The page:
Performance and Conclusion


Normally I’d enter this section with a huge array of benchmarks prepared, but Chromium won’t run the majority of benchmark software. This leaves us with just two objective tests, but they’re still handy. First up, we have Peacekeeper.

My recent batch of benchmark results were standardized by the use of Firefox 4, so even this isn’t a standard apples-to-apples comparison. However, regardless of any browser influence over the performance, this result is solid. It’s roughly on par with what we received from the ASUS Eee PC 1215N, which makes sense, as that laptop had a similar hardware configuration.

Yet these results are also a bit disappointing. Part of the reason for switching to a browser based operating system is performance. Arguably, a slim operating system should be able to easily outpace Windows when the two are compared on a system with inexpensive hardware, but it doesn’t appear that Google Chrome OS has any great advantage over Windows 7 starter. 

Subjectively, my experience agrees with the Peacekeeper benchmark results. While web browsing was reasonably enjoyable, there were noticeable delays at times, particularly when opening web pages. I also found that many web apps and games, felt slow. The Entanglement puzzle game, which came pre-baked in our review unit, was virtually unplayable because of its haphazard, stuttering performance. 

Perhaps the Chromebook can still wow us with its boot times, however. Let’s break out the stopwatch.

That’s more like it! While Google’s OS may not feel faster than Windows during normal use, it does provide boot times that are on par with the quickest mobile phones and tablets. Even the fastest Windows machines boot several times more slowly.

Google Chrome OS doesn’t offer a hibernation mode, so a comparison can’t be made. It does have sleep, however, and it works almost instantly. The laptop is ready for use one or two seconds after lifting its lid.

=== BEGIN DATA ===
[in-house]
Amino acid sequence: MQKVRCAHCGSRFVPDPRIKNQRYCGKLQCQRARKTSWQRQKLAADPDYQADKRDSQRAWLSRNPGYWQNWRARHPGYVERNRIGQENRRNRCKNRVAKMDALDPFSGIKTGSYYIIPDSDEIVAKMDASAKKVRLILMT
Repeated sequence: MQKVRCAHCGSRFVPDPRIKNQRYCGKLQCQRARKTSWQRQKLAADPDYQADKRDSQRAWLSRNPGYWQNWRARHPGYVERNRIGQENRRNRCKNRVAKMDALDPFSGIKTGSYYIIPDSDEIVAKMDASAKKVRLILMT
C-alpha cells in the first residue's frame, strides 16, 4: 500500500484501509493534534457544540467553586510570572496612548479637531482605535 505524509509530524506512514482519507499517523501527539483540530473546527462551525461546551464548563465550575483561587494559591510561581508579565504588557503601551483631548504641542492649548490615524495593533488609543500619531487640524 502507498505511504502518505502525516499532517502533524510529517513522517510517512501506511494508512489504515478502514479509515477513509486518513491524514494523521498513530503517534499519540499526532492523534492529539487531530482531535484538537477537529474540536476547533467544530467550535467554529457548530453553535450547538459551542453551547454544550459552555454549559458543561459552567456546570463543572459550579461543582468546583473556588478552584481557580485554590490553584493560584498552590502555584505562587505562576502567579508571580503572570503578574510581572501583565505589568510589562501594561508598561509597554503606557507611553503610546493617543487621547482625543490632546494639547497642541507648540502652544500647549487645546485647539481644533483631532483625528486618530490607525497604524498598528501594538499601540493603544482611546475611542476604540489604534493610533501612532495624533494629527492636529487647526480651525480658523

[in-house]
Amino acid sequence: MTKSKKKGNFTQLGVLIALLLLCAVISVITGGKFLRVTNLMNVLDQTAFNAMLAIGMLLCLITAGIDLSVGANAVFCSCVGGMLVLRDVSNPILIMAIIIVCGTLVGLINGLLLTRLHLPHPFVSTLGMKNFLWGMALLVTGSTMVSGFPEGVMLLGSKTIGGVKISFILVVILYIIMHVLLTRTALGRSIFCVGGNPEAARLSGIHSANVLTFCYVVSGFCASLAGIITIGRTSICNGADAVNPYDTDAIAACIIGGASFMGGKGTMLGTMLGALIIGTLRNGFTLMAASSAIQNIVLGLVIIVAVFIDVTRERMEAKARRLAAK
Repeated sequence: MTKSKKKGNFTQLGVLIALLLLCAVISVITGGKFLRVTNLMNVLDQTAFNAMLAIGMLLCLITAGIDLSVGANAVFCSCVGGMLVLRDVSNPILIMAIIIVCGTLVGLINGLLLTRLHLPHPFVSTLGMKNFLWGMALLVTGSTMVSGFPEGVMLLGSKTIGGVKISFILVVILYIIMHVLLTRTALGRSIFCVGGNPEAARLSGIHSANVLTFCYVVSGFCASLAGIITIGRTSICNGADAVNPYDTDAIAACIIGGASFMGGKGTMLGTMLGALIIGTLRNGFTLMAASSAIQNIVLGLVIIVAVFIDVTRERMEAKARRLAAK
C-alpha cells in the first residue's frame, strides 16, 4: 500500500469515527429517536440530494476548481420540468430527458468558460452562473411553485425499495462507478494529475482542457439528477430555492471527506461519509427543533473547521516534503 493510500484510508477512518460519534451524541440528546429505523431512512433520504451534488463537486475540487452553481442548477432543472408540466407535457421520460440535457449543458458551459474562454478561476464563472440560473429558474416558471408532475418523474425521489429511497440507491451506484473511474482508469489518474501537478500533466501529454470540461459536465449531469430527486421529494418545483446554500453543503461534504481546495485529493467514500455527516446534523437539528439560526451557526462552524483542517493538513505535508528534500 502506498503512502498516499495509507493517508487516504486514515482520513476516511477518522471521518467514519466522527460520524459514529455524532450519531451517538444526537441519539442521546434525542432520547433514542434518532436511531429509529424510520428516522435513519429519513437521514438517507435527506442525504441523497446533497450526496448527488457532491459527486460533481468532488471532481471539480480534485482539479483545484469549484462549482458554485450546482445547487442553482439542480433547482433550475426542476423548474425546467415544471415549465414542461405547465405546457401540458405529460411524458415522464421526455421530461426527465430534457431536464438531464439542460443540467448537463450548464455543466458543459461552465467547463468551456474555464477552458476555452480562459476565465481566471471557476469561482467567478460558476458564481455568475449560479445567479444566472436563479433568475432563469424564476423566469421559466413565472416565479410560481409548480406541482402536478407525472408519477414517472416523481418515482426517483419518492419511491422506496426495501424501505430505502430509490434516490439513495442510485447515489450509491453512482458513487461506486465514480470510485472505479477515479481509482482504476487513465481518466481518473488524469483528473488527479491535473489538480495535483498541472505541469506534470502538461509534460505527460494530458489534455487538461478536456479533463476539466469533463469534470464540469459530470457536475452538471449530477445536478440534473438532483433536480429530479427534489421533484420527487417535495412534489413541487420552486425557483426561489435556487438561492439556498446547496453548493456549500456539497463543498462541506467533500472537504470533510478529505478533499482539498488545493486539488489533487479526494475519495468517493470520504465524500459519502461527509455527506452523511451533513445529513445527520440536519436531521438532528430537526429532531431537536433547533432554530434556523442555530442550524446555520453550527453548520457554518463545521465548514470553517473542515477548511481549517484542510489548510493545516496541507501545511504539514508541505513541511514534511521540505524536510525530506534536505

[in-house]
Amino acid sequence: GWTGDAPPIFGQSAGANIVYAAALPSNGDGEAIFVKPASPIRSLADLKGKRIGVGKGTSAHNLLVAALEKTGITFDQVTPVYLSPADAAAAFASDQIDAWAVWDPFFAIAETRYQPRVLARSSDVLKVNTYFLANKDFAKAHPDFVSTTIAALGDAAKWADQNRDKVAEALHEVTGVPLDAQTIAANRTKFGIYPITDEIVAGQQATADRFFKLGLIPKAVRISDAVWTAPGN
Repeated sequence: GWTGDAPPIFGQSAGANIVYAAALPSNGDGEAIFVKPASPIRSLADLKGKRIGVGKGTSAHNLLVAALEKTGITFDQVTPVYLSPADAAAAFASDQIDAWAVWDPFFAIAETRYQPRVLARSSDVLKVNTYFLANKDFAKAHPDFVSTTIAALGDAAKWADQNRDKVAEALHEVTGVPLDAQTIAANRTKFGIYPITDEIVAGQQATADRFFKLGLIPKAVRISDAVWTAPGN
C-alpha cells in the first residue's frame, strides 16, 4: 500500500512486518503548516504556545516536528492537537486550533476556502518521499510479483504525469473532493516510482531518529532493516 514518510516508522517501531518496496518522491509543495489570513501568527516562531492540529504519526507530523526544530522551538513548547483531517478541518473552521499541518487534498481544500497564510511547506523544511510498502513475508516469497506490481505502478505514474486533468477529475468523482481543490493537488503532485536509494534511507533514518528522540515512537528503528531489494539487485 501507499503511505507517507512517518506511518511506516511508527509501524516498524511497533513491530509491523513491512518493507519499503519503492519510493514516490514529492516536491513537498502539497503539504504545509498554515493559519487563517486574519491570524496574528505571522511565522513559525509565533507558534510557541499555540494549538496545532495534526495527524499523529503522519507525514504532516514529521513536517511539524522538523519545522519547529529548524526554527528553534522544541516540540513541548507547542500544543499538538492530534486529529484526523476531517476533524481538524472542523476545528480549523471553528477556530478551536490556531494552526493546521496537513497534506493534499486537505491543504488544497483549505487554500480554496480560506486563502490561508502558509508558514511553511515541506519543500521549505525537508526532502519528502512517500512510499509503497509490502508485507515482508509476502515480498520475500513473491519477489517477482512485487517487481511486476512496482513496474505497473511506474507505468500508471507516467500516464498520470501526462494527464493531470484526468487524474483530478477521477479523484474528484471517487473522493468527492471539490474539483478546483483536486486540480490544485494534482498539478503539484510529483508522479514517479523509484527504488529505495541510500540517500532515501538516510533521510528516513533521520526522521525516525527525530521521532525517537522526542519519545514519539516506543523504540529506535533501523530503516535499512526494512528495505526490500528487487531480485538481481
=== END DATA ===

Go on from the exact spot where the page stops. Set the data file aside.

With Google Chrome OS, Google has undertaken a great experiment. Unfortunately, that experiment has been a failure. From the outset Google promised that Google Chrome OS would provide an easy to use platform that was reliable, inexpensive, and relatively quick. 

I had no stability problems while using Google Chrome OS, but that’s all the praise I can give. It isn’t any less expensive than comparable Windows netbooks, and the operating system itself fails to provide notably better performance in any area besides boot and resume times. 

More problematic, however, is the skimpy feature set. If this operating system was a pair of pants, you wouldn’t be able to go out in public without being arrested for indecency. The file manager is barely there, while useful security and account management features are missing entirely.

Acer’s hardware is more competent. Bland as it may be, the keyboard and touchpad are both quite large and comfortable. The display and audio quality is also above average for this category of device. 

The only problem is the dual-core Atom. AMD’s Fusion remains a much more attractive option for buyers in the budget ultraportable market. Acer itself offers an 11.6” dual-core AMD C-50 powered netbook running Windows 7 Home Premium for less than $300, as well as a variety of netbooks between $300 and $450. It’s hard to imagine why the Chromebook would be preferable to any of these alternatives. 

Obviously, I’m not able to provide the Chromebook with any recommendation at this time. I do have hope, however, if only because Google tends to refine its products through constant revision and reiteration. Hopefully Google Chrome OS will see its functionality expanded and refined over the course of the next year. Until then, you shouldn’t pay to become part of this experiment.

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